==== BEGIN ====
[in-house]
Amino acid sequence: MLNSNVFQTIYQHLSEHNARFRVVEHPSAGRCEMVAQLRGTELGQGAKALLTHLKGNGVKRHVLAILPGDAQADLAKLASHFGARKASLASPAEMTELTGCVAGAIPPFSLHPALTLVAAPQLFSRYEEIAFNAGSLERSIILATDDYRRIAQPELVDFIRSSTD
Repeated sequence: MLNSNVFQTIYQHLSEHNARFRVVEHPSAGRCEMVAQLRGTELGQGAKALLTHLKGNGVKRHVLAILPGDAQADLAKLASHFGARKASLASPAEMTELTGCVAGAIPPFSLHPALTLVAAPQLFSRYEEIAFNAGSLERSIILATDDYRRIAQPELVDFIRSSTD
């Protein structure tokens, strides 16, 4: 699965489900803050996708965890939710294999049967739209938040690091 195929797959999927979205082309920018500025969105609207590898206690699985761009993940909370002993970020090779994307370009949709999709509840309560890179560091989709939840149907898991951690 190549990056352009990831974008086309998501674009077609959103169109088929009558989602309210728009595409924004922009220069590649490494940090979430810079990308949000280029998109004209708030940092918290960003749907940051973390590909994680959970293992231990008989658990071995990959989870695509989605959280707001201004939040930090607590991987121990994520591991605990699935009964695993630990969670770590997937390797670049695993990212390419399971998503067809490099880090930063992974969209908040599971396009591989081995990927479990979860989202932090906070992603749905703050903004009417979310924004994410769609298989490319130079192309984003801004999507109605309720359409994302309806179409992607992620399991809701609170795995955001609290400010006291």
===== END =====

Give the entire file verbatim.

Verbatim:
[in-house]
Amino acid sequence: MLNSNVFQTIYQHLSEHNARFRVVEHPSAGRCEMVAQLRGTELGQGAKALLTHLKGNGVKRHVLAILPGDAQADLAKLASHFGARKASLASPAEMTELTGCVAGAIPPFSLHPALTLVAAPQLFSRYEEIAFNAGSLERSIILATDDYRRIAQPELVDFIRSSTD
Repeated sequence: MLNSNVFQTIYQHLSEHNARFRVVEHPSAGRCEMVAQLRGTELGQGAKALLTHLKGNGVKRHVLAILPGDAQADLAKLASHFGARKASLASPAEMTELTGCVAGAIPPFSLHPALTLVAAPQLFSRYEEIAFNAGSLERSIILATDDYRRIAQPELVDFIRSSTD
């Protein structure tokens, strides 16, 4: 699965489900803050996708965890939710294999049967739209938040690091 195929797959999927979205082309920018500025969105609207590898206690699985761009993940909370002993970020090779994307370009949709999709509840309560890179560091989709939840149907898991951690 190549990056352009990831974008086309998501674009077609959103169109088929009558989602309210728009595409924004922009220069590649490494940090979430810079990308949000280029998109004209708030940092918290960003749907940051973390590909994680959970293992231990008989658990071995990959989870695509989605959280707001201004939040930090607590991987121990994520591991605990699935009964695993630990969670770590997937390797670049695993990212390419399971998503067809490099880090930063992974969209908040599971396009591989081995990927479990979860989202932090906070992603749905703050903004009417979310924004994410769609298989490319130079192309984003801004999507109605309720359409994302309806179409992607992620399991809701609170795995955001609290400010006291």